AP NEWS
Related topics

Million Dollar Band embodies rich tradition at Alabama

October 13, 2018

TUSCALOOSA, Ala. (AP) — Saturdays during the fall semester at the University of Alabama are steeped in traditions.

White tents populate the university’s Quad along the main drag through campus for tailgaters, flags and plastic shakers wave in the air, the school’s crimson color washes over the campus and “Roll Tides” abound.

But at an hour when most people are waking up to prepare for the game, the university’s Million Dollar Band, is rehearsing and preparing to carry on traditions that make Saturday a game day in Tuscaloosa.

The university’s largest student organization’s name in itself is a tradition. At a time when the football team was not performing well, in the early 1920s, one prominent alumnus told a sports reporter that the team wasn’t very good but the university had “a million dollar band.”

While the origin of the band’s name is sometimes disputed, the university released that explanation in a media guide decades later. It’s since been accepted as tradition.

At every rehearsal and performance there are high expectations from the directors and fans, but if you ask any of the 400 students “it’s a tradition.”

At the game day rehearsal prior to the game against Texas A&M, entire sections of students met early before rehearsal to run through difficult portions of the music. The band has a tradition of clean musical performances, and they weren’t going to give that up even under the hot early morning sun.

Members of the band stood at attention, raised their hands when spoken to, and hustled back and forth as the directors perfected the drill formations.

“You have to do this with pride,” Dr. Ken Ozzello, the band’s director, said in between sets.

But those are all traditions the larger fan base does not see. It’s not until the members step out in their crimson and gray uniforms that these traditions become visible to the public.

Each instrument section incorporates unwritten traditions, sometimes adapted from other sections, during warm-ups on the Quad. The small plots of grass left uncovered by the tents are assigned to sections of instruments. But that’s not written anywhere either. It’s just understood.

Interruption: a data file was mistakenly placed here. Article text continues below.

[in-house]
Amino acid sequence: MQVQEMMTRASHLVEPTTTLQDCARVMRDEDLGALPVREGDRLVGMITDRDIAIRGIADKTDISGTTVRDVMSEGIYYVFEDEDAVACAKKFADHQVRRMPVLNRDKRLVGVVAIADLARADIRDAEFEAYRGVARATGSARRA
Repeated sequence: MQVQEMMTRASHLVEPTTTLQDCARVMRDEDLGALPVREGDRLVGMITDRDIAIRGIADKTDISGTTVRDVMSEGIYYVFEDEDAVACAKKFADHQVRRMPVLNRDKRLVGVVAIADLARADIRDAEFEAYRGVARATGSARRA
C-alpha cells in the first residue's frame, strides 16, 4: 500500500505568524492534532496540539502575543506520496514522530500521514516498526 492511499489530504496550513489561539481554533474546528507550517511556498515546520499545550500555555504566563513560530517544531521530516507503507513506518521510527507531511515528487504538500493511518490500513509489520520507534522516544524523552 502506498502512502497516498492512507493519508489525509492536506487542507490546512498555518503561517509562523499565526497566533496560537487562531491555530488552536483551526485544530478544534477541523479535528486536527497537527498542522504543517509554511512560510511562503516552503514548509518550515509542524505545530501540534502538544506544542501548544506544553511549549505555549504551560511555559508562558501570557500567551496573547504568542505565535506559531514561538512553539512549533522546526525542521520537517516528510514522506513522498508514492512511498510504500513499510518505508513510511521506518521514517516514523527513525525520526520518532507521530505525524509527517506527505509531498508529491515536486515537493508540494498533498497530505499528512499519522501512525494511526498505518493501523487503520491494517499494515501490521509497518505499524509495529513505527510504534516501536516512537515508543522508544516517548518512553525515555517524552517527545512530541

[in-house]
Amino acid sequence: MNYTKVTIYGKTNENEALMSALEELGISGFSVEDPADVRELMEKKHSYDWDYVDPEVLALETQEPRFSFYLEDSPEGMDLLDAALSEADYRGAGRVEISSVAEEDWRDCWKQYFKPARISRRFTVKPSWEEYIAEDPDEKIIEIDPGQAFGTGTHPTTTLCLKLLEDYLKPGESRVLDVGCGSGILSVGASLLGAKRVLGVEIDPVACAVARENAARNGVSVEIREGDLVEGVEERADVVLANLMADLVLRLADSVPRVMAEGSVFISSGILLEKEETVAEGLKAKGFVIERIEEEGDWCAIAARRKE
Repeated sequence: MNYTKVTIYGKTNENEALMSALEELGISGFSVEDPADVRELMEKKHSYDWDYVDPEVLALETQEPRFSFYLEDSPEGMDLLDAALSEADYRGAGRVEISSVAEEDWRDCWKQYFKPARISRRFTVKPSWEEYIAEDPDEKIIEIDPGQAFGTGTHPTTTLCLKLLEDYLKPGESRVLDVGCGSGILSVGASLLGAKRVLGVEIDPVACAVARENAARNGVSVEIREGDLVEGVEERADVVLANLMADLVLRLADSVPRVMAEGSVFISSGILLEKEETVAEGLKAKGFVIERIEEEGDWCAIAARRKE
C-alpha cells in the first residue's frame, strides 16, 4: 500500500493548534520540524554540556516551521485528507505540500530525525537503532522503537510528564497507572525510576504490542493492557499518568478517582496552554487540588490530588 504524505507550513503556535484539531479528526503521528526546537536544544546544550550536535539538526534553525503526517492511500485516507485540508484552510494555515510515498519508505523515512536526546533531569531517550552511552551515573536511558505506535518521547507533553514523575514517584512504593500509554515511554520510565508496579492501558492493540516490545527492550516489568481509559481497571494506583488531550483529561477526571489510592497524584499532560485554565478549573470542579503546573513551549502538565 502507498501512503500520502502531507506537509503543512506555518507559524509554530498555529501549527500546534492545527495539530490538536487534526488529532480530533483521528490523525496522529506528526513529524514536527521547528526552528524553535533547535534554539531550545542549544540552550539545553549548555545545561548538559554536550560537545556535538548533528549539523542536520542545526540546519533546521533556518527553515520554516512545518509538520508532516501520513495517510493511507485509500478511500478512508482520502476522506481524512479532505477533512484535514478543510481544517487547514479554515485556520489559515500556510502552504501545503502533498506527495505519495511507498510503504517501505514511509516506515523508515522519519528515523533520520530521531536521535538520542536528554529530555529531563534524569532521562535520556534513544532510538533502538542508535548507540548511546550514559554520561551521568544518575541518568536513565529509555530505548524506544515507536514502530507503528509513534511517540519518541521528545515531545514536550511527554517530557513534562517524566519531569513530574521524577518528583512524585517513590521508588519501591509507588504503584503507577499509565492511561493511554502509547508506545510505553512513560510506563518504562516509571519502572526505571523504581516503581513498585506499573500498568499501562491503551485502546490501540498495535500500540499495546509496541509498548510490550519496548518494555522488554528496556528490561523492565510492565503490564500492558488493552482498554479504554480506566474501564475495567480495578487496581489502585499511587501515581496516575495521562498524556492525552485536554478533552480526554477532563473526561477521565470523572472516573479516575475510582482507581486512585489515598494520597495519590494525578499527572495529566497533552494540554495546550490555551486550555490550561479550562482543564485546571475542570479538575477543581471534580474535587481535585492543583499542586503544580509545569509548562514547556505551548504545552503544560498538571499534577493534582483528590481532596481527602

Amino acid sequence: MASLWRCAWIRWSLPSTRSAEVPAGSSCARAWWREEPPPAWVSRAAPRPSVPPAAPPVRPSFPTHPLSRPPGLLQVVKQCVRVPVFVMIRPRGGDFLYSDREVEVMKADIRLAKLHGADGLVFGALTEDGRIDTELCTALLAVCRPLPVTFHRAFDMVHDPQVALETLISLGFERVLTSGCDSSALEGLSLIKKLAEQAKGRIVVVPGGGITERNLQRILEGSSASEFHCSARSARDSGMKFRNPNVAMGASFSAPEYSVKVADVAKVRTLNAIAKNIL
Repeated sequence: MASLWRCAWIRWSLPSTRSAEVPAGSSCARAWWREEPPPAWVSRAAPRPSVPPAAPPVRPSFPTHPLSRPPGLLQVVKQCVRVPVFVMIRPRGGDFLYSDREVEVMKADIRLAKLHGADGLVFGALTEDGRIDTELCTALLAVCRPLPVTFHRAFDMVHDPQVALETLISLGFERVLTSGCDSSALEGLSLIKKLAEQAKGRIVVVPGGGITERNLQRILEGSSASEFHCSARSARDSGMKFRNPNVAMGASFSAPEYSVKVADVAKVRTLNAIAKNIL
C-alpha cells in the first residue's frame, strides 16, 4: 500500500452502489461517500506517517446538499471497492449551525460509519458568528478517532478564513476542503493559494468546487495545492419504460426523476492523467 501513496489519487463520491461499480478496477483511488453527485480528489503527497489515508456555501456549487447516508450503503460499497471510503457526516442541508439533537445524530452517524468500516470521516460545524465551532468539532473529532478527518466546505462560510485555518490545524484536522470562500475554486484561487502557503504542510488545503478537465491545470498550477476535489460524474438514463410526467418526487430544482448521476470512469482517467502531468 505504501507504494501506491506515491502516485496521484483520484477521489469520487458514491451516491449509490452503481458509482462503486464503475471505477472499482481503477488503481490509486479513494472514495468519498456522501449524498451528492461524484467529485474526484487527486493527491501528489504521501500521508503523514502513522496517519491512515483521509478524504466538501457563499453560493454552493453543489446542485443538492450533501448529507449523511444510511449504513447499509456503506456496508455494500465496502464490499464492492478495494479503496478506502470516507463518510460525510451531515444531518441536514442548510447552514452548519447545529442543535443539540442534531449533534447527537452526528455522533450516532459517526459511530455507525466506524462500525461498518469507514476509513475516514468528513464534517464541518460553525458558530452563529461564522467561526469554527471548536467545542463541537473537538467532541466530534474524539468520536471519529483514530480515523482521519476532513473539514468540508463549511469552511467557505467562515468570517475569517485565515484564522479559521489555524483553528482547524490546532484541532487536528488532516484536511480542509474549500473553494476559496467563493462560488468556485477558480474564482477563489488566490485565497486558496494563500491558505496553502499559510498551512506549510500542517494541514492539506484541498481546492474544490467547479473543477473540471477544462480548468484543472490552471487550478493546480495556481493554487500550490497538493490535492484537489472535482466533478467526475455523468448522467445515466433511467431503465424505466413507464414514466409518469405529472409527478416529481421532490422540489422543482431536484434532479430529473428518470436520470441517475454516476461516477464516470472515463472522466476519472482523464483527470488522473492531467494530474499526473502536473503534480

While the snare players tapped on their drums, and the cymbals crashed in unison, the color guard assembled at the steps of the library. The girls, dressed in their rhinestone and sequin uniforms, fluffed their curls and checked their crimson lipstick.

Matt Meadows, a fifth-year senior and section leader, described one tradition his section, the mellophones, have to complete before kickoff.

“We always gather up in a circle and sway back and forth and we do a chant that’s based off what the team’s going to do,” he said. “Part of the chant is ‘who’s going to help them win the game,’ because we’re there for them. All four quarters, the band is there.”

The tubas occupied the front steps of Gorgas library, where the entire band would later stand for Elephant Stomp, a pep rally for those tailgating on the Quad.

“We say the Lord’s Prayer before the game, then one of us gets in the middle and kind of hypes everyone else up,” Sean McLeod, a freshman, said. “Then we all sing ‘Glory to the tubas.’ Each section is different, but it’s all really fun and great.”

At the game, the band prepared the stadium for the team’s entrance before kickoff with cheers and the fight song. Students spelled out “BAMA” on the field and formed the outline of an elephant, a reference to the school’s Big Al mascot.

The crowd erupted with each cheer and the clamor continued to grow as the football team prepared to rush the field.

In the stands, the band remained in the southeast corner of the stadium, even when the student section emptied after halftime.

Between downs, the band filled the stadium with a wall of sound, choosing from long-standing offensive or defensive cheers. During timeouts, the drum majors chose from a repertoire of tunes to include Fleetwood Mac’s “Tusk,” War’s “Low Rider” and N’Sync’s “Bye, Bye, Bye.”

The most coveted tune, Green Day’s “Basket Case,” per usual, was performed after the third quarter while fans in the stadium held up four fingers to denote the coming quarter.

If you ask fans what the greatest Million Dollar Band tradition is, they will probably say “Rammer Jammer,” the cheer played after every win.

But if you asked the band members themselves, they’ll tell you it’s the singing of the university’s alma mater.

Emily Church, a sophomore member of the band, explained that at the beginning of the season upperclassmen surround the freshman and sing it to them. At the last game day rehearsal of the season, the underclassmen surround the seniors and sing to them.

“We’re welcoming the freshmen to the family and then we tell them how much we appreciate them at the end of their run as a member of the MDB,” Church said. “That’s really special.”

On Saturday, band members, directors and alumni who sneak in to stand next to friends, stood arm over arm as a lone baritone player let out a long tone. The singers matched pitch, and turned their eyes to the drum major. With a coordinated breath, everyone began to sing.

“Alabama, listen, Mother to our vows of love, to thyself and to each other, faithful friends we’ll prove.”

___

Information from: Montgomery Advertiser, http://www.montgomeryadvertiser.com

AP RADIO
Update hourly